Despite Bert's arrival during prime gardening season, we are pretty pleased with our harvest. We were excited to make tomato sauce for the first time this year, as well as juicing some tomatoes. We also froze plenty of strawberries, blueberries, corn, spinach, and loads of bell and banana peppers. Onions, carrots, and potatoes were successful again. Our peas were so-so, but our big flop of the year was the green beans. The neighborhood rabbits ate them as soon as they sprouted so that was a total bust, even with multiple applications of our homemade rabbit repellent and another kind we bought.
On Sunday afternoon, while Bert napped and Keith worked on the apple tree area (more on that as we finish things up), I pulled out the weeds that were taking over the garden, as well as the tomato plants. This is what we are left with:
It's like a tomato battlefield with some serious carnage. In the top photo, you can see that the peppers are still hanging on so we'll let them go for a while yet. Soon we'll get everything pulled out and Keith will turn the soil over to help things compost during the winter.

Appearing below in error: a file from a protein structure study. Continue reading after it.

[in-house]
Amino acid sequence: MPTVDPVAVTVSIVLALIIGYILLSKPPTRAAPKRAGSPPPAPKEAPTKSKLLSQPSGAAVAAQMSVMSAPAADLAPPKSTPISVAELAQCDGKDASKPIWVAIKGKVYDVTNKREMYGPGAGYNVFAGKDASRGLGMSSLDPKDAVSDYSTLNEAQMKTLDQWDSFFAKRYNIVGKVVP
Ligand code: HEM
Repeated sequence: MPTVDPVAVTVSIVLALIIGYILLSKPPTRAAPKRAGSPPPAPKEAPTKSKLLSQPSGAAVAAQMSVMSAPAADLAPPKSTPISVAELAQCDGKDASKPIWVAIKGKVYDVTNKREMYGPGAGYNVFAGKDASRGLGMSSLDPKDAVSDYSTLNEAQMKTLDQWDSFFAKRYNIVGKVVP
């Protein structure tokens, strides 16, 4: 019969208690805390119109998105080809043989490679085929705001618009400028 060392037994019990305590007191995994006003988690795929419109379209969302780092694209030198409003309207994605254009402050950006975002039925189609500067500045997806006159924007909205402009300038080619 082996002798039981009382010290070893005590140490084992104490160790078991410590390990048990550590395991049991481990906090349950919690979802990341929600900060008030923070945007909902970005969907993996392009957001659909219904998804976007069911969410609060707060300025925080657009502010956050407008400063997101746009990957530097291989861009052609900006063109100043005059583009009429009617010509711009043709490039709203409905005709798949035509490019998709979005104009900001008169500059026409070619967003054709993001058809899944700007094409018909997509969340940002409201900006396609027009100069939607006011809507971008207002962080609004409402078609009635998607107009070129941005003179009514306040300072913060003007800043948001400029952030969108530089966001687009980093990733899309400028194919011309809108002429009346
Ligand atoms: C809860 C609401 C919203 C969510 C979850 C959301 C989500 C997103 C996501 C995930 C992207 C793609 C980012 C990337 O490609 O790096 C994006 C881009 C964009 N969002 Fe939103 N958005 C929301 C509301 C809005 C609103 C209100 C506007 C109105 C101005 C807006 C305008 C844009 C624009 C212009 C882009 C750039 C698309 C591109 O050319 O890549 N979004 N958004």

In an effort to use up the last of the good tomatoes, Keith made some sort-of-salsa. I say that because he was just winging it, looking at a recipe and some online instructions about freezing salsa. Basically, salsa won't keep its consistency when frozen, so he threw tomatoes, peppers, onions, herbs, spices, whatever was on hand, into the food processor and blended it all. We'll try using it for chili and whatever else we can come up with.
He also performed a little surgery on our tiny pumpkin. No, not on Bert. On Bert's pumpkin. He wanted to save the seeds from it for next year. We also saved seeds from a butternut squash I cooked up for some baby food.
As the garden dies down, our rose bush gave one last "hurrah."
That brings our gardening projects to an end for the year, although we are already talking about what else we want to grow next year and where to add another bed. So maybe gardening is really a year-round endeavor. Especially when you get to enjoy the things you've grown all through the winter!